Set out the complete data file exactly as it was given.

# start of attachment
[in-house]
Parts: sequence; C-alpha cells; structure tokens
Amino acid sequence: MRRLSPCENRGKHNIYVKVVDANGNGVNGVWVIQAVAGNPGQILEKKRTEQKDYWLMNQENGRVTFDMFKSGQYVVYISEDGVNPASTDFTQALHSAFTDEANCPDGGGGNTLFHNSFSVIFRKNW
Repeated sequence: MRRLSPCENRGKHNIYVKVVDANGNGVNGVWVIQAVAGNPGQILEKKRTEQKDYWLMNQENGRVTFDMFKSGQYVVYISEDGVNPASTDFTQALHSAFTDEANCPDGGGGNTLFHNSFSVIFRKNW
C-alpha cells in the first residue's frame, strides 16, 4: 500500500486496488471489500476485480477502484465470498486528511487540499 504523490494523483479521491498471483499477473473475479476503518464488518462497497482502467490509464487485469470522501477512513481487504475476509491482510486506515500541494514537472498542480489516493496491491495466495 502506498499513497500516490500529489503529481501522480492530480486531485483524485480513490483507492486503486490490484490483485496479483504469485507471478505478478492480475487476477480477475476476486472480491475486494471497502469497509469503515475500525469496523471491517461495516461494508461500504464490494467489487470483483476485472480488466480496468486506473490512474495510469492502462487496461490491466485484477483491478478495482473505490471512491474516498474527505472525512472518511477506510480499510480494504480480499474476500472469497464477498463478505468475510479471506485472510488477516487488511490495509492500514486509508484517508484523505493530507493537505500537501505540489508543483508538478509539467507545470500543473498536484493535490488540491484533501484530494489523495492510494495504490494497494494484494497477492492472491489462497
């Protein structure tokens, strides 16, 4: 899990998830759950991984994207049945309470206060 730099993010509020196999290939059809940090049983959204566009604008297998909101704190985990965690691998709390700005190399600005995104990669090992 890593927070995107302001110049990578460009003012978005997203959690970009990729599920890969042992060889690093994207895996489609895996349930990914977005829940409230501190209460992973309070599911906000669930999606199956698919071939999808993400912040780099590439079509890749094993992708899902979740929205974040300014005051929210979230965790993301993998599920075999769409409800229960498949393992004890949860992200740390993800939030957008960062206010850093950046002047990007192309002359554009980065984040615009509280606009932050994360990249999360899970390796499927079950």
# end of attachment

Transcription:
[in-house]
Parts: sequence; C-alpha cells; structure tokens
Amino acid sequence: MRRLSPCENRGKHNIYVKVVDANGNGVNGVWVIQAVAGNPGQILEKKRTEQKDYWLMNQENGRVTFDMFKSGQYVVYISEDGVNPASTDFTQALHSAFTDEANCPDGGGGNTLFHNSFSVIFRKNW
Repeated sequence: MRRLSPCENRGKHNIYVKVVDANGNGVNGVWVIQAVAGNPGQILEKKRTEQKDYWLMNQENGRVTFDMFKSGQYVVYISEDGVNPASTDFTQALHSAFTDEANCPDGGGGNTLFHNSFSVIFRKNW
C-alpha cells in the first residue's frame, strides 16, 4: 500500500486496488471489500476485480477502484465470498486528511487540499 504523490494523483479521491498471483499477473473475479476503518464488518462497497482502467490509464487485469470522501477512513481487504475476509491482510486506515500541494514537472498542480489516493496491491495466495 502506498499513497500516490500529489503529481501522480492530480486531485483524485480513490483507492486503486490490484490483485496479483504469485507471478505478478492480475487476477480477475476476486472480491475486494471497502469497509469503515475500525469496523471491517461495516461494508461500504464490494467489487470483483476485472480488466480496468486506473490512474495510469492502462487496461490491466485484477483491478478495482473505490471512491474516498474527505472525512472518511477506510480499510480494504480480499474476500472469497464477498463478505468475510479471506485472510488477516487488511490495509492500514486509508484517508484523505493530507493537505500537501505540489508543483508538478509539467507545470500543473498536484493535490488540491484533501484530494489523495492510494495504490494497494494484494497477492492472491489462497
């Protein structure tokens, strides 16, 4: 899990998830759950991984994207049945309470206060 730099993010509020196999290939059809940090049983959204566009604008297998909101704190985990965690691998709390700005190399600005995104990669090992 890593927070995107302001110049990578460009003012978005997203959690970009990729599920890969042992060889690093994207895996489609895996349930990914977005829940409230501190209460992973309070599911906000669930999606199956698919071939999808993400912040780099590439079509890749094993992708899902979740929205974040300014005051929210979230965790993301993998599920075999769409409800229960498949393992004890949860992200740390993800939030957008960062206010850093950046002047990007192309002359554009980065984040615009509280606009932050994360990249999360899970390796499927079950």